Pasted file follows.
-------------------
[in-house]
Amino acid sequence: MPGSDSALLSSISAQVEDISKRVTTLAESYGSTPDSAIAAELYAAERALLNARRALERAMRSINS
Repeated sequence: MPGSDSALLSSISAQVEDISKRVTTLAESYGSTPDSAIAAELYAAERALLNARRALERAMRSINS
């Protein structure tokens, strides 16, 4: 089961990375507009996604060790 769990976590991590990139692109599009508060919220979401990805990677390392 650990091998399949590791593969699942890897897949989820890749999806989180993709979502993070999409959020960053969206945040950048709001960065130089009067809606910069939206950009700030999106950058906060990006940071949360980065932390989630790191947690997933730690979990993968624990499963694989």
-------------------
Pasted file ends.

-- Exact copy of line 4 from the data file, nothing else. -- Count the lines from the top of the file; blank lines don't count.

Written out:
């Protein structure tokens, strides 16, 4: 089961990375507009996604060790 769990976590991590990139692109599009508060919220979401990805990677390392 650990091998399949590791593969699942890897897949989820890749999806989180993709979502993070999409959020960053969206945040950048709001960065130089009067809606910069939206950009700030999106950058906060990006940071949360980065932390989630790191947690997933730690979990993968624990499963694989």